Worker Parasite (#2,292)

    @swirrlygrrl I’ve worn layers of clothes to get around weight requirements. It wasn’t fun, but damned if the airline was getting another penny out of me!

    tussock (#1,296)

    Yikes! Ryanair is kind of the worst. Equally terrible to me is their habit of announcing possible new charges (for instance, a charge to use the toilet in the airplane) really as a way of generating outraged press coverage on the theory that all PR is good PR. They’re actually an Irish airline, though.

    At least you remembered to print your boarding passes, right?! (They charge for that. They charge for everything)

    RyanAir and other low-cost European airlines are fine, if you read the fine print and know exactly your baggage allowances, check-in requirements, and all that. If I still lived in Germany and wanted a cheap weekend away, I’d fly them no problem. That said, legacy carriers (BA or Lufthansa) frequently end up being cheaper in the end, after calculating costs of getting to the random airport that really isn’t in Barcelona (or whatever your real destination is) and you’re bringing a larger bag (by which I mean something like the Patagonia MLC and a laptop case) because you’re coming from the U.S. and plan on doing some shopping (books and bath products for me) on your trip.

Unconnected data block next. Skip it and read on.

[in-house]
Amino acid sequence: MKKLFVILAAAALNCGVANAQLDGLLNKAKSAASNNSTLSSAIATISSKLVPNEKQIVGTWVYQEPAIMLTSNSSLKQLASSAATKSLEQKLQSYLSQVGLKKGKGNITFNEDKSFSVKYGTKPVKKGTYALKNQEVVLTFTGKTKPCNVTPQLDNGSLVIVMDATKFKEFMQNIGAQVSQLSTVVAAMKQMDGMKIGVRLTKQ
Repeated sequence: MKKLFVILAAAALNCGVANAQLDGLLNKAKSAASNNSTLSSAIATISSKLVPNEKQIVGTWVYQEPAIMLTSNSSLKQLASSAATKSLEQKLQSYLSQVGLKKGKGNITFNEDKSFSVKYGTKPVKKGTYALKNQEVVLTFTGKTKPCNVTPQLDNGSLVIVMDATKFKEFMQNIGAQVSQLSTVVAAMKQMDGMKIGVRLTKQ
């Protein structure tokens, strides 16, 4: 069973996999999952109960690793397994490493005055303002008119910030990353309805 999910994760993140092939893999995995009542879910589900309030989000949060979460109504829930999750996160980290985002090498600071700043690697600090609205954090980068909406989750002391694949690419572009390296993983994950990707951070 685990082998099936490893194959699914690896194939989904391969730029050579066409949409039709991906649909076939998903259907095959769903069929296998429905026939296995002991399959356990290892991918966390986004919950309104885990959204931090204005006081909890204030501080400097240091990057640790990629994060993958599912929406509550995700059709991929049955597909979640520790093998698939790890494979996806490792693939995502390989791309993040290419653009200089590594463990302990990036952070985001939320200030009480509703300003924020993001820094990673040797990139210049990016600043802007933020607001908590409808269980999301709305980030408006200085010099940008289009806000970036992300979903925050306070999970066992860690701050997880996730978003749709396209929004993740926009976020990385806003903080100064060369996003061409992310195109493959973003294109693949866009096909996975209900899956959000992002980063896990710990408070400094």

I’ve had this discussion, recently, with a friend who responded to my woes about the strangely high cost of airfare to London with the response I should just fly “someplace in Europe” and take RyanAir the rest of the way. A very detailed list quickly disabused him of that notion.

    Tuna Surprise (#118)

    @angry little raincloud
    The trick is to be absolutely paranoid that they are trying to screw you at every turn. Reading all the fine print and expecting the worst will help you come out ahead. I understand how some people don’t want to do this, however, because what you save in money you lose in a headache/hassle.

    The weirdest requirement they have is that for non-EU passport holders, you need to go to baggage check-in and have your boarding card stamped before you go to the gate. For no reason. I saw them deny a guy boarding (even though he had his boarding pass and a valid passport and time to go back and get it stamped). Makes no sense. Yet they were able to squeeze more money out of this poor bloke by making him pay rebooking fees for the next flight.